As we enjoy the 3rd weekend of September, I guess now would be a good time for me to include a couple of photos I took during the first weekend of the Governors Island Art Fair.  Most of the work was good to great, with some artists using the oddness of the space much better than others. The state of decay of the houses were beneficial to the work of some artists, however not to others who simply used the space as a gallery.  It was really enjoyable to browse each of the houses to see how rooms were tackled. There's a good lesson about creating work for a specific context in all this, but I won't bore you with details about that, I can say it's important to consider how the location of a place can dictate the way a work of art is perceived.  Also, pardon the terrible photos, clearly Fisk is the better photographer between the two of us, and I was moping around with a sore mouth snapping these.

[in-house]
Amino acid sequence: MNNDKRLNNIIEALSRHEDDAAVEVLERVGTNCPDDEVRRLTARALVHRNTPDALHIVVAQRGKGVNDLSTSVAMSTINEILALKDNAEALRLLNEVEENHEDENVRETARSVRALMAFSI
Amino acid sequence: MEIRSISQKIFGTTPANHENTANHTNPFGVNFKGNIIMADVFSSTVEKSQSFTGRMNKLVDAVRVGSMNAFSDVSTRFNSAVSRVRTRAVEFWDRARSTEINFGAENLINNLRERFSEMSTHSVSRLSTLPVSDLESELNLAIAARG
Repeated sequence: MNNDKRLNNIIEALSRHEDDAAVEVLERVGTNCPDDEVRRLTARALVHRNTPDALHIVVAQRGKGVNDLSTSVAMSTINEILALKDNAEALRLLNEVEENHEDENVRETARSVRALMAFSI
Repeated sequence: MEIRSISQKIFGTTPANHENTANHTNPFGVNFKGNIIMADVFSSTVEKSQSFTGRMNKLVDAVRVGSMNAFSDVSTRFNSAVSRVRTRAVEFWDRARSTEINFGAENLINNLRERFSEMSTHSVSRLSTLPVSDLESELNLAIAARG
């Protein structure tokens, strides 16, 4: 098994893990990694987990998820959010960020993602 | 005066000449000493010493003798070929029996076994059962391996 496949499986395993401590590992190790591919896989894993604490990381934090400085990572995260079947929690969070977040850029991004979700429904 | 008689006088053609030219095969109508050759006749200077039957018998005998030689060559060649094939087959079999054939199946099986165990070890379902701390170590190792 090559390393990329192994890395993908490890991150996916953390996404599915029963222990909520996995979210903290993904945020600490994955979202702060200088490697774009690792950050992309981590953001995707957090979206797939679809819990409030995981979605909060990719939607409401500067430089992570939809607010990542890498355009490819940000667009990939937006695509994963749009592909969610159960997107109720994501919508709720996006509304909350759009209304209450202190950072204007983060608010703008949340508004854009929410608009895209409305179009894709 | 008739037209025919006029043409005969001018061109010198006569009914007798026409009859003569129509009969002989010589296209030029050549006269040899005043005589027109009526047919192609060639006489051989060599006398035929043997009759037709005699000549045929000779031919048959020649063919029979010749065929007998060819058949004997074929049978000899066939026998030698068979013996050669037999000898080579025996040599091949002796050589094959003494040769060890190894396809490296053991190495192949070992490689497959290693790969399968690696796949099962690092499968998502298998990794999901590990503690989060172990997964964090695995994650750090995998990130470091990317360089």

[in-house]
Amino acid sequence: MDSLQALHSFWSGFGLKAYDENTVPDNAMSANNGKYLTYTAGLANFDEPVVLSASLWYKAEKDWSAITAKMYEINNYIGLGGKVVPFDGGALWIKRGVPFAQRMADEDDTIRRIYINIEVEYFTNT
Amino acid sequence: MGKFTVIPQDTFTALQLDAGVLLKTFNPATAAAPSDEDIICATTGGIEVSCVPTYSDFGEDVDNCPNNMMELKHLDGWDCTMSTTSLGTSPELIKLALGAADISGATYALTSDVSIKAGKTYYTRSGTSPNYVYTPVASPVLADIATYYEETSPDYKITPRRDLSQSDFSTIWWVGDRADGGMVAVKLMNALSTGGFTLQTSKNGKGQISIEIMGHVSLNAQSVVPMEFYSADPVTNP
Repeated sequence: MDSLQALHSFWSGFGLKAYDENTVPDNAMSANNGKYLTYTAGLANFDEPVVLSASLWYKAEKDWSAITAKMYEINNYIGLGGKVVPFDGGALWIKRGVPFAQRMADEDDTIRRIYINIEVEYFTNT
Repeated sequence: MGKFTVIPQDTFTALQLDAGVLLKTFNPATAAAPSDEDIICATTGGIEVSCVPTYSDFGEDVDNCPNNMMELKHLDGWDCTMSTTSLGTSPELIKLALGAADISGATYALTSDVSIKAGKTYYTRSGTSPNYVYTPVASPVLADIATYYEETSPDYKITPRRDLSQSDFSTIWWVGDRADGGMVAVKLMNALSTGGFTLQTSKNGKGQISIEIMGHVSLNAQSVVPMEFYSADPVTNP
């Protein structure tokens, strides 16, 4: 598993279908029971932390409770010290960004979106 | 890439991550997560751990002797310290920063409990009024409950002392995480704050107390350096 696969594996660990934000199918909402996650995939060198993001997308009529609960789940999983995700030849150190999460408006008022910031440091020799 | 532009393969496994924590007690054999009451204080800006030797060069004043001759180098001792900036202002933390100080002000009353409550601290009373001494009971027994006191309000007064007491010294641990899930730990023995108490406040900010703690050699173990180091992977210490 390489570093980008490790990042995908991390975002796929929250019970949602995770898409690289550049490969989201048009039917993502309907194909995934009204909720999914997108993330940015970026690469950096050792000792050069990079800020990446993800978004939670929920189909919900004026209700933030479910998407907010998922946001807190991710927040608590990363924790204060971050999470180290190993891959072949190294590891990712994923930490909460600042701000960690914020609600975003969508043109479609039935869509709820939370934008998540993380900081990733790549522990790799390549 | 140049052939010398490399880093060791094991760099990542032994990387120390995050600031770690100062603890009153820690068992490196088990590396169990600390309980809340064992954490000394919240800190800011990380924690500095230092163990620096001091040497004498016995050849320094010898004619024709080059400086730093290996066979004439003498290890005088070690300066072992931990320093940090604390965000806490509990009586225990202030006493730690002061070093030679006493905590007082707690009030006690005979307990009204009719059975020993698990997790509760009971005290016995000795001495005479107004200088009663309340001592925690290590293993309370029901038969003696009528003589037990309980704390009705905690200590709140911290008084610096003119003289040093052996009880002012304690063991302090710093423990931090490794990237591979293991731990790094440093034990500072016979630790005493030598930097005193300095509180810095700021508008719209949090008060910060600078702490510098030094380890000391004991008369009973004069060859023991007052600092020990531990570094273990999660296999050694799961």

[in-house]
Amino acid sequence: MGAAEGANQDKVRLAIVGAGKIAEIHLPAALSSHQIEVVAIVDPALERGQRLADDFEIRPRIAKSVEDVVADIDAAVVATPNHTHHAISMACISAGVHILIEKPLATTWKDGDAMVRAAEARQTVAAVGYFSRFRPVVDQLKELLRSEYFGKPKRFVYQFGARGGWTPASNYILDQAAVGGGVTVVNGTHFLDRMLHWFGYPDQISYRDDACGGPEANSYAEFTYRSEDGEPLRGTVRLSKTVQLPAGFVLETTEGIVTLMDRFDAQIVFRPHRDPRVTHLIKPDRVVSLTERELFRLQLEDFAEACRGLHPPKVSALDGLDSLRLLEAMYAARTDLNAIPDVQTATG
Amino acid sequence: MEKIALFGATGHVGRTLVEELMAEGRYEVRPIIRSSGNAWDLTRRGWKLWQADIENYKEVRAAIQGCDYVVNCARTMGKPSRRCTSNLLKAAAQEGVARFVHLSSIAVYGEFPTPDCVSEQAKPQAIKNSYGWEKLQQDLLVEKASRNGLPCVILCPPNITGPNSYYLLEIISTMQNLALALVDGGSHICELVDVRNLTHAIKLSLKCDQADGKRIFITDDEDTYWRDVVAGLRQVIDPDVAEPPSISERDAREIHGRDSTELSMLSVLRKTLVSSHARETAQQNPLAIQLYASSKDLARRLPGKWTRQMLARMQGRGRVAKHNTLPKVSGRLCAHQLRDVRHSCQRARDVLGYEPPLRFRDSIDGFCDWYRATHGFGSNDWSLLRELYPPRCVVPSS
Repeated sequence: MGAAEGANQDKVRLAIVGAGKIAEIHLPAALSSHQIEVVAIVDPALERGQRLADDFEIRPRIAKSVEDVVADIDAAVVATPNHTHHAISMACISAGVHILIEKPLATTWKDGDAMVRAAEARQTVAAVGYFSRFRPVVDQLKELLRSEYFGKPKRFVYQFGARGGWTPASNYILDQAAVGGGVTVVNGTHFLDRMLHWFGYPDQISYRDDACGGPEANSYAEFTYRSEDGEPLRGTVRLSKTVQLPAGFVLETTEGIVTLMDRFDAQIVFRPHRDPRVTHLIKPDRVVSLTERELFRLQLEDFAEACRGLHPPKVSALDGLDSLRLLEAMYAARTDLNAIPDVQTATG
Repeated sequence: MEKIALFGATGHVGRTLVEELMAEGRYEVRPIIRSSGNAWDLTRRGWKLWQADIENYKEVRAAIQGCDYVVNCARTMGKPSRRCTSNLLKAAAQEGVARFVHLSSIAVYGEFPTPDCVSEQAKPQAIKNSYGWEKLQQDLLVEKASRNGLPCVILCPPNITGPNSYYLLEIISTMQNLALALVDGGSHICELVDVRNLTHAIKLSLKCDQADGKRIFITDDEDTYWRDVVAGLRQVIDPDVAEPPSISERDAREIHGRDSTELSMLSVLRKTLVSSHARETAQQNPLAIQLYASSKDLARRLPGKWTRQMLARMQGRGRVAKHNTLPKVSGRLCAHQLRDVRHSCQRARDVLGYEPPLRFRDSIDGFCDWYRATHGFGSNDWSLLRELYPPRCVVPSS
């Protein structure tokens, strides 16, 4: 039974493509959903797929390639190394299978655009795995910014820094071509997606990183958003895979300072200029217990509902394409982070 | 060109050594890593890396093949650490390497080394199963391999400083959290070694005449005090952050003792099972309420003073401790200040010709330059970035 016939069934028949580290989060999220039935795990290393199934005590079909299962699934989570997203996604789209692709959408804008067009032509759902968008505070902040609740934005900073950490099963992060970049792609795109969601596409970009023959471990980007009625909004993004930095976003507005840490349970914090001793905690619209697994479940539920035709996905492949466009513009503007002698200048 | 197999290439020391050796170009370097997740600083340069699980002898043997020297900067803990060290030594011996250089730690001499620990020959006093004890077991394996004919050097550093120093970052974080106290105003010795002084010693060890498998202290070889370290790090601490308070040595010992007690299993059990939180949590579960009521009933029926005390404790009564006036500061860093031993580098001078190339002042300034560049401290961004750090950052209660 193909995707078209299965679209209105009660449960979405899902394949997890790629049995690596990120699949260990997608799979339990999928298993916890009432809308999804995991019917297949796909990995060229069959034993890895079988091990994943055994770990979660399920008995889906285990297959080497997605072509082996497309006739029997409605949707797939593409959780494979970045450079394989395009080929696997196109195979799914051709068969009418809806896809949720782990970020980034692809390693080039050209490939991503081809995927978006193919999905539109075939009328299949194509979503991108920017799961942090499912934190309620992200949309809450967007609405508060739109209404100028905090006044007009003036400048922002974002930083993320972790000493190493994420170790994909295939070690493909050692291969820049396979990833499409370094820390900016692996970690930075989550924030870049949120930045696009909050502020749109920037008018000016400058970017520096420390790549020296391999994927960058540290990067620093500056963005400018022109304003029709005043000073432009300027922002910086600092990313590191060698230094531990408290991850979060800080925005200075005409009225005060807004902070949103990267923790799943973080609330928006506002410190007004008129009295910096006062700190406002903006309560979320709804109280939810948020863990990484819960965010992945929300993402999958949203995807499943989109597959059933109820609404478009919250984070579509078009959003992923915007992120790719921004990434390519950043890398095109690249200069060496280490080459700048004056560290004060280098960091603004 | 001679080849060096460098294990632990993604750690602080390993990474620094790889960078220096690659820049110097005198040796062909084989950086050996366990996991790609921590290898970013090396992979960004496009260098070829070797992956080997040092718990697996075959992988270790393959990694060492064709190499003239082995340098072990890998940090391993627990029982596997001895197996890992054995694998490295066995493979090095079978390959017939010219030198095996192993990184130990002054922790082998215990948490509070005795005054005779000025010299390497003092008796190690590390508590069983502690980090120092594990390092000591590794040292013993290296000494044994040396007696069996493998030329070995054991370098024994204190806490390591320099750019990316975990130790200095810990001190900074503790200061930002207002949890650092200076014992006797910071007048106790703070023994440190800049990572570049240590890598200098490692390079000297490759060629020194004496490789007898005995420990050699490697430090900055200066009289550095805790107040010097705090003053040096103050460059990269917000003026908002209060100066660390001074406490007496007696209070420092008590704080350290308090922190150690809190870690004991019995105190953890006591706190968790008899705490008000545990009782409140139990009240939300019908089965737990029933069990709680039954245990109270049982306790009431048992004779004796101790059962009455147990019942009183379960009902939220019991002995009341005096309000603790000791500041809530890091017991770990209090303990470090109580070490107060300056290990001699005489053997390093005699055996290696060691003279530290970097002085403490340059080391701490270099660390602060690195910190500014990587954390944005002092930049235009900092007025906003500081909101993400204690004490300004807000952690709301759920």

Will Kurtz

Will Kurtz

Jed Miner

Sui Park

Sui Park

Alice Sfintesco

A couple photos from SUBMERGED by the Gowanus Swim Society:  Submerged was a group effort by the collective to create works that all related to the Gowanus Canal in some way. One goal was to bring awareness to the continual efforts made to rehabilitate the watershed area, while another goal was create a space for each of us to experiment with an installation.  Most of us went beyond our normal practices to really consider what kind of space we had been given. 

Abbie Groff

Suzy Kopf

Jen Dwyer

Natalie Lomeli

There were beautifully tall trees on Governors Island!

Installing the show with friends was a lot of fun despite all the unplanned things that happen in situations like these.  It was great to see how GSS came together to create a room that was cohesive yet informative about the Gowanus Canal.  Governors Island is just a great little ferry ride away, and really feels like you're stepping back into old world New York.  It was wonderful to be around such tall trees and rich greenery. Governors Island is in the process of being remodeled and I can't wait to see what it looks like when it's completely done.  

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